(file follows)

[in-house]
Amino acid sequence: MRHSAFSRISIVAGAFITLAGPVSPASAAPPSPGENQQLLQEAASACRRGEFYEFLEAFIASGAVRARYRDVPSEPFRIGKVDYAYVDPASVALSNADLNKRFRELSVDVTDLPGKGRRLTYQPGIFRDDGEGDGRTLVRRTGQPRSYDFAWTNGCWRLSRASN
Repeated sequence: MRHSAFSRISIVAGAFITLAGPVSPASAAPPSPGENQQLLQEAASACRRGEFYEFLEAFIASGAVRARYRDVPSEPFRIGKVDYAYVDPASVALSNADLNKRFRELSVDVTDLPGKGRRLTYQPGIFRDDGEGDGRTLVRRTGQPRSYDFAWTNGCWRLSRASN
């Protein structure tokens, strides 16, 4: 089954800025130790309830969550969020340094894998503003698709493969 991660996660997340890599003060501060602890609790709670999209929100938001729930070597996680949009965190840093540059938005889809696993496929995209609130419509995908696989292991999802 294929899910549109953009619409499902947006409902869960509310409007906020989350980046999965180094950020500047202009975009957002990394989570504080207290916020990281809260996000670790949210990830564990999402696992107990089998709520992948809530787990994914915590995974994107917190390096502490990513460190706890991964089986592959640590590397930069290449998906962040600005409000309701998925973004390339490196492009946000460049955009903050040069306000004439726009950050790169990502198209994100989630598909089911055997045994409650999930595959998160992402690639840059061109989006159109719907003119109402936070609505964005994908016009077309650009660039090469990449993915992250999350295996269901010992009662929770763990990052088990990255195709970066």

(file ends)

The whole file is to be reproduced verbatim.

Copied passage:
[in-house]
Amino acid sequence: MRHSAFSRISIVAGAFITLAGPVSPASAAPPSPGENQQLLQEAASACRRGEFYEFLEAFIASGAVRARYRDVPSEPFRIGKVDYAYVDPASVALSNADLNKRFRELSVDVTDLPGKGRRLTYQPGIFRDDGEGDGRTLVRRTGQPRSYDFAWTNGCWRLSRASN
Repeated sequence: MRHSAFSRISIVAGAFITLAGPVSPASAAPPSPGENQQLLQEAASACRRGEFYEFLEAFIASGAVRARYRDVPSEPFRIGKVDYAYVDPASVALSNADLNKRFRELSVDVTDLPGKGRRLTYQPGIFRDDGEGDGRTLVRRTGQPRSYDFAWTNGCWRLSRASN
């Protein structure tokens, strides 16, 4: 089954800025130790309830969550969020340094894998503003698709493969 991660996660997340890599003060501060602890609790709670999209929100938001729930070597996680949009965190840093540059938005889809696993496929995209609130419509995908696989292991999802 294929899910549109953009619409499902947006409902869960509310409007906020989350980046999965180094950020500047202009975009957002990394989570504080207290916020990281809260996000670790949210990830564990999402696992107990089998709520992948809530787990994914915590995974994107917190390096502490990513460190706890991964089986592959640590590397930069290449998906962040600005409000309701998925973004390339490196492009946000460049955009903050040069306000004439726009950050790169990502198209994100989630598909089911055997045994409650999930595959998160992402690639840059061109989006159109719907003119109402936070609505964005994908016009077309650009660039090469990449993915992250999350295996269901010992009662929770763990990052088990990255195709970066």